Demand for cold storage heating up as COVID-19 puts spotlight on food distributionHome Delivery Services recently leased more cold storage place in Clayton, Victoria, in response to increased demand during the pandemic. Photo: Supplied

Industrial property tipped to emerge from coronavirus crisis most unscathed

Warehouses and other industrial properties will likely be the commercial asset class to emerge after the COVID-19 crisis as the most unscathed, according to new research, with cold storage facilities especially set to benefit.

The sector had been an area of growth prior to the COVID-19 pandemic, with high investment by foreign groups changing the technology and footprint of these assets, according to the latest Between the Lines brief.

While transactions had taken a dip following the onset of the pandemic, demand is expected to rebound, with continued compression in yields.

Home Delivery Services has expanded their operations. Photo: Supplied

Citing examples from overseas where billions of dollars of produce has been thrown out due to disruptions in the food supply chain caused by closed restaurants, Ray White Commercial head of research Vanessa Rader said securing adequate storage would likely be at the top of mind for growers and distributors after the pandemic was over.

“The need for storing some of these things that have a longer shelf life will become more apparent,” she said.

The pandemic might also give a boost to local manufacturing activity, further stimulating industrial sales and leasing activity, Ms Rader said.

“There has been a growing concern regarding the hygiene and cleanliness of what we consume, as a result we expect there will be an increase in demand for Australian products. The inability to bring in some stock from overseas sources, and customers more conscious of these factors, may see a growing opportunity for greater locally manufactured goods and services, which may be easily and quickly distributed to the community,” she wrote in another recent research brief.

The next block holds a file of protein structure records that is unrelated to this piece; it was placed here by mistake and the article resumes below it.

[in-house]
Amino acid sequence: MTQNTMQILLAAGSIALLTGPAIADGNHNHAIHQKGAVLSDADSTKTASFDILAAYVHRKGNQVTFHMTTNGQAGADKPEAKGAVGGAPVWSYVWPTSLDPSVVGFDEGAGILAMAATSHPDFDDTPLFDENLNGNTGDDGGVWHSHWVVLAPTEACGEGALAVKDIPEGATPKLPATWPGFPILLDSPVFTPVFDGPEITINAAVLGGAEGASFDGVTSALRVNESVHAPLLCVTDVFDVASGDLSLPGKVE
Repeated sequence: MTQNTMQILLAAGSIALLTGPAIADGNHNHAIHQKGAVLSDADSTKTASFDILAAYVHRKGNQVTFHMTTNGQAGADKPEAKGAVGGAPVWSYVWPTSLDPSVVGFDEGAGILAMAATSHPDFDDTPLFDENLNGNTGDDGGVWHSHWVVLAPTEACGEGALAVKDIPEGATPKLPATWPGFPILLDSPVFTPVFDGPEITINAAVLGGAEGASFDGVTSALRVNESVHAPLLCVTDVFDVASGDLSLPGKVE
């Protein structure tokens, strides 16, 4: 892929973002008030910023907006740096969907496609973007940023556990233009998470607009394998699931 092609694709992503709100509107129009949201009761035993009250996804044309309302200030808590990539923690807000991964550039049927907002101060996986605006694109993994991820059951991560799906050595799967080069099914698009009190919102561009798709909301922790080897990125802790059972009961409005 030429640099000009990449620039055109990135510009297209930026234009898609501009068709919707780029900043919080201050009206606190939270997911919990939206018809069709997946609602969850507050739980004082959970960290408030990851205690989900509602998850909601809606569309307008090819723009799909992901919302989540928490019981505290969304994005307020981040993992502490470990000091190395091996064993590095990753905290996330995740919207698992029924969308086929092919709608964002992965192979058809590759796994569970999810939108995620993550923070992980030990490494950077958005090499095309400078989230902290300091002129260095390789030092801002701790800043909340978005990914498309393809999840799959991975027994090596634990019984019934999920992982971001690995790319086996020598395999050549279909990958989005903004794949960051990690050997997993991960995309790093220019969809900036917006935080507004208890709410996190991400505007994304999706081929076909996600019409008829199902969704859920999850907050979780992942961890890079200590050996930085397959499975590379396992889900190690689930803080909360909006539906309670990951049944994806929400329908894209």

Less activity from the big players 

While sales activity by institutional players during the pandemic had been well down, there was still some activity in the broader industrial sector by small-scale operators.

These deals were typically for spaces of less than 1000 square metres.

Although leasing deals were less well monitored, Ms Rader said she was “seeing industrial leasing being much more prevalent than other asset classes”.

These deals often had shorter terms than usual or often included a deferred commencement date.

An example of the trend can be found with  Home Delivery Services, which bills itself as a “one-stop shop for temperature-controlled home delivery services”.

The company recently expanded their operations in Melbourne, leasing a 4830-square-metre property at 46-48 Clayton Road, Clayton North.

The property, a former Aussie Farmers facility, includes 807 square metres of cool rooms and is being leased from a private landlord under an 18-month lease.

The deal was negotiated by Lynton Williams of Savills Australia.

Mr Williams said the COVID-19 pandemic had resulted in an increased demand for home delivery services, hence his client’s requirement for increased cool room and freezer space.

He expects demand for industrial space to remain strong throughout the pandemic and beyond.

“The outlook for the other key drivers in the current environment remains unchanged, particularly e-commerce which continues to expand structurally, and the coronavirus outbreak is expected to result in a pick-up in online retail sales and hence demand for industrial space,” he said.

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